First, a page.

Jared, since you are starting from scratch, I'll post a link to a blog I wrote years ago that explains how to go about thinking of fair market value and negotiating leases and sales. Some things have changed since then and each mineral asset is a unique case so ask some questions or provide some detail for context. Be careful when reading offer letters as sometime the wording is designed to give an impression that may be false. A good example of that is a statement that your minerals "may be worth up to x". Unless your minerals check all the value boxes, which is rare, it's unlikely that a buyer would pay that "maximum" price. Other than scrutinizing an offer to determine fair market value, there should be no stigma in a decision to sell mineral rights when there is a worthy use for the proceeds. Retiring to the mountains sounds like a good one.
Skip thank you for the link. It was very informative. I'll narrow this down to two of the three offer i have for reference.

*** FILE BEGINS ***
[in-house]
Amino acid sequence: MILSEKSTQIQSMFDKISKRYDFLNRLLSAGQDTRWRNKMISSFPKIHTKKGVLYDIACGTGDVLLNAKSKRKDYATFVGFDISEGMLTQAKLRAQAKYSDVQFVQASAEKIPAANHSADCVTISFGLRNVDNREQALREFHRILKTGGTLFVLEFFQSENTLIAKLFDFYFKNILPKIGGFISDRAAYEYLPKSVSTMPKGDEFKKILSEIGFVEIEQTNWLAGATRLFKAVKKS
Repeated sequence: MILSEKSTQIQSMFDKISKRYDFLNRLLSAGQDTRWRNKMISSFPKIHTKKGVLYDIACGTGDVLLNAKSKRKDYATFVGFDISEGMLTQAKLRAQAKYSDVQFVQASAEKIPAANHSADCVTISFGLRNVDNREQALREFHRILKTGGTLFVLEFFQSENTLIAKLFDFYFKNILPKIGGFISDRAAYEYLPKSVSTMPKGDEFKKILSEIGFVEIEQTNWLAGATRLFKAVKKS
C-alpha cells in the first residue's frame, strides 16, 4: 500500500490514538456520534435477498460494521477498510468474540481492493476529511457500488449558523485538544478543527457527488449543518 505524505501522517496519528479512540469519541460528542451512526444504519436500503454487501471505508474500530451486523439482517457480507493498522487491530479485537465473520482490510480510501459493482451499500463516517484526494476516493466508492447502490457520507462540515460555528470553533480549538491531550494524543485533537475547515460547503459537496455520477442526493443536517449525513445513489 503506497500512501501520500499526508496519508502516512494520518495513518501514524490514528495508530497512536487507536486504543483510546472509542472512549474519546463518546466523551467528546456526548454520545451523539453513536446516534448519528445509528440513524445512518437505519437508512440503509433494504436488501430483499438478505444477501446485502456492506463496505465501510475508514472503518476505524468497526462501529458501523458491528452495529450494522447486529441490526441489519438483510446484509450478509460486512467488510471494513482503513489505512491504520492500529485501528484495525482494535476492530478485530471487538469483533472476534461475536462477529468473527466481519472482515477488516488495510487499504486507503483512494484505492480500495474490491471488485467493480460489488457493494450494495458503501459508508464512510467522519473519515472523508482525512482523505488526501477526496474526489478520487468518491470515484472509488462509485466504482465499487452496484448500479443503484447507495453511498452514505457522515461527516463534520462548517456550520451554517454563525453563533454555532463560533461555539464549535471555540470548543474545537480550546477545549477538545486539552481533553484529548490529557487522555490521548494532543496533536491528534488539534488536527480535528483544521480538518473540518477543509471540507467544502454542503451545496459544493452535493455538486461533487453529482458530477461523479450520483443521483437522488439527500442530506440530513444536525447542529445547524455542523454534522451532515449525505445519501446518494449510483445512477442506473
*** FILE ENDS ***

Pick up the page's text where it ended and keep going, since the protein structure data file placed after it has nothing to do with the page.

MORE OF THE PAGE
Offer "A" is for we will use $100. The basic terms are to purchase 100% of my royalty interest for 5 years on my leased minerals.
Offer "B" is for $200, when compared to offer "A", to purchase 100% of my mineral rights.
The way i understand it, correct me if I am wrong, but under offer "A" I would still be entitled to any bonus payments from the extension of my existing lease, and also still be free to negociate a new lease when/if the current one expires. The company who purchased my royalties would recieve royalty payments only should a producing well be drilled.